e n

Lohia’s anti-caste feminism

Lohia’s thinking is crystal clear in that no society can progress unless half of its population is given the freedom and opportunity to engage with the process of development

Ram Manohar Lohia

Ram Manohar Lohia’s vision of freeing society from the Hindu caste system was based on his real-life experiences, especially those from his political struggle. His pragmatism made him stand out among thinkers on caste of his time.

His pragmatism was based on sound analysis, according to which the caste system was responsible for the division of society into not just two but multiple layers. He concluded that the caste system had not only degraded a certain section of society but the social gamut, and not only the “lower castes” but the women in general were persecuted in the name of the hierarchical caste-based system. Lohia had thus done a comprehensive study on the impact of the caste system.

This approach puts Lohia alongside modern feminists who highlight the plight of women in relation to work, opportunities and economic independence. While Gandhi took women to be a single unit, the other gender, Lohia saw them as part of a caste-ridden society. Lohia’s thinking is crystal clear in that no society can progress unless half of its population is given the freedom and opportunity to engage in the process of development. His concerns relating to the status of the women in Indian society, particularly those from the lower castes, have yet to be addressed.

His ideas are relevant today, be it in employment, the political system or the corporate world. The women from the lower castes are economically disempowered, constantly fighting the caste system and a male-dominated family system. The debate today has remained centred on the issue of the plight of the lower castes, and gender-based studies of the lower castes have not been taken up at any level. Lohia should be credited with highlighting this issue, although it soon got lost in the contemporary debates on Dalits.

Lohia also viewed women as an integral part of any revolution. He believed that socialism could not be strengthened if half the population – the women – did not take part in the process of social resetting. Plato talked about using women in the services of the state, but Lohia went a step further. He laid emphasis on the emancipation of women by equalizing them with the men in all respects. Lohia is therefore modern in his outlook of a more liberal, equalized society.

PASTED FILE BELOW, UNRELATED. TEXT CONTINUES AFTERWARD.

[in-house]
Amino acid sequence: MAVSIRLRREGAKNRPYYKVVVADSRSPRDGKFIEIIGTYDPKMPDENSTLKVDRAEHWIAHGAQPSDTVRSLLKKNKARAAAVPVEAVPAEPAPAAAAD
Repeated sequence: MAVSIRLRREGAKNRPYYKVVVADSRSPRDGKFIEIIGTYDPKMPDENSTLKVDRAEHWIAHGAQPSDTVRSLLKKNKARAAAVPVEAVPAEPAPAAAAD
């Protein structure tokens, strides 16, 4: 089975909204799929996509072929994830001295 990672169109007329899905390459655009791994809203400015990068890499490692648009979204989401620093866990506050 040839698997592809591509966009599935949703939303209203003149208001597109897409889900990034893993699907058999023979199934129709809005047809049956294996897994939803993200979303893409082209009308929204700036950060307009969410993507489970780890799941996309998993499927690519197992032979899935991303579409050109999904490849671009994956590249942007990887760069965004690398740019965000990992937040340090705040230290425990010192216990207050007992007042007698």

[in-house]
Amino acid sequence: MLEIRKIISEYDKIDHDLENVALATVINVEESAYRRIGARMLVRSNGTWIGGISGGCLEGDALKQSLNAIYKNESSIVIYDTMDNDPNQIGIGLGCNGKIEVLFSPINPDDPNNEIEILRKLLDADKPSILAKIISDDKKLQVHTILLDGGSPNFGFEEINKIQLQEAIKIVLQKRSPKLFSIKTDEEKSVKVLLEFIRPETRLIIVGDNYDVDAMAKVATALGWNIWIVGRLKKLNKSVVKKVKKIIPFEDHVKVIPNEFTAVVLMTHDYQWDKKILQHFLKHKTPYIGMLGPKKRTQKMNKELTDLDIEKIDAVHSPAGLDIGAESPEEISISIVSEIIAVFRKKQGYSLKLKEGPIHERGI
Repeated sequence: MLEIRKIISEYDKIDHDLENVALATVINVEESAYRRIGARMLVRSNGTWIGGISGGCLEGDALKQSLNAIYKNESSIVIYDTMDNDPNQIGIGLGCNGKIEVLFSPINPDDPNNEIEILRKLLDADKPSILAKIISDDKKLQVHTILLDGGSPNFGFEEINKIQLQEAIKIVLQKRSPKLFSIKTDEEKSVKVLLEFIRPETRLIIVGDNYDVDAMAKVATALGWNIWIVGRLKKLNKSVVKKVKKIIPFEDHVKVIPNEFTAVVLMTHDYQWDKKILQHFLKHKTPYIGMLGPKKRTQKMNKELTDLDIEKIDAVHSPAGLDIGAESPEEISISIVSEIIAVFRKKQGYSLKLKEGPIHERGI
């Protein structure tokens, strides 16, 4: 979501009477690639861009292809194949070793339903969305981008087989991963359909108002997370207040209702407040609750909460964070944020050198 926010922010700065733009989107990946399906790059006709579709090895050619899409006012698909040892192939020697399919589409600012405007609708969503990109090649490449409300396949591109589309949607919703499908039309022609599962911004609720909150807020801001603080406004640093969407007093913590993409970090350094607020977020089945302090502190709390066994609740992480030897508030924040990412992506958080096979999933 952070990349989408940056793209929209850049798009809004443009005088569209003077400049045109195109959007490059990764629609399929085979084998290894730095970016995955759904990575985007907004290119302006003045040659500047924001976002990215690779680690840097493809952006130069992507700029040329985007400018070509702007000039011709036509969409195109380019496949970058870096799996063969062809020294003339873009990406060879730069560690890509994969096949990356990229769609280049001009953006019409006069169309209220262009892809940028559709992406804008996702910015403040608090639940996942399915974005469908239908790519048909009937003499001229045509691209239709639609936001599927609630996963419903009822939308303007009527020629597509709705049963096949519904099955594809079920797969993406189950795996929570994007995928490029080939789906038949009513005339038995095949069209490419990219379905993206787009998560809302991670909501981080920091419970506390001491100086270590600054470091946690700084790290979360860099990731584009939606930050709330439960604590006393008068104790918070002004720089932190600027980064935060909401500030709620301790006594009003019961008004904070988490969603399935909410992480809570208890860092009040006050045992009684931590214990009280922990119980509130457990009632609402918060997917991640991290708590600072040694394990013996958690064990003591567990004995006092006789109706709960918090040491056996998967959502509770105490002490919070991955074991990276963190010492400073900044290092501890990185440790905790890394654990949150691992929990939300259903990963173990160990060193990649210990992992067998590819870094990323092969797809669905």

Unlike many other social reformists, Lohia not only cited problems but suggested solutions to the problems. He wanted to bring women into the mainstream of society, particularly Dalit women who had little opportunity to participate at the institutional or the functional level. So, he advocated inter-caste marriages. He held that this would not only dismantle the caste system but also allow these women to express themselves and enter the untrodden spheres of life.

Even today, there is a lot of opposition to inter-caste marriages. The situation hasn’t changed much since Lohia passed away. The inequality and lack of freedom that, according to him, restrict the progress of women persist. He said that as long as the patriarchal social system remained intact and women were discriminated against, their emancipation would not take place.

With liberty and equality still a distant dream for most women, there is a need to rediscover Lohia’s legacy. There is a need to reinterpret his ideas and solutions for today’s society – where certain changes have taken place but none to enhance the status of women, especially Dalit women.

Lohia had conceptualized a society with seven revolutions and drafted a four-pillar theory. He had also given ideas for a new kind of socialism. All these have relevance today but none more than his ideas for the emancipation of women. Lohia was a farsighted feminist. Decades ago, he had solutions to the problems we are facing today. His solutions are not just to be discussed but to be effectively implemented in governance. There is no gainsaying the fact that caste will lose its rigid cuffs when “low-caste” women marry “upper-caste men”. Liberty, equality and economic empowerment were what Lohia had dreamt for the women of India.

Published in the March 2016 issue of the Forward Press magazine

About The Author

Vivek Kumar Srivastava

Dr Vivek Kumar Srivastava is an assistant professor at CSJM University, Kanpur and vice chairman, CSSP, Kanpur

Related Articles

For Ambedkar, Mahad Satyagraha was the end of a road and the beginning of a new one
The burning of the Manusmriti on 25 December 1927 during the Mahad Satyagraha marked the end of Ambedkar’s attempts to reform Hinduism, writes Siddharth
How the Tricolour can inspire us, the Bahujan, to fight for freedom in its truest sense
Kancha Ilaiah Shepherd writes about imagining the nation and the flag not in terms of who were or are in power – Nehru and...
Journalism for Dalit liberation was a study in contrast during Hindi renaissance
While Mahavir Prasad Dwivedi was writing 'Draupadi-Vachan Banawali', portraying women as vile and lowly, Maithlisharan Gupta was singing paeans to Hindutva in his 'Vyas-Stavan',...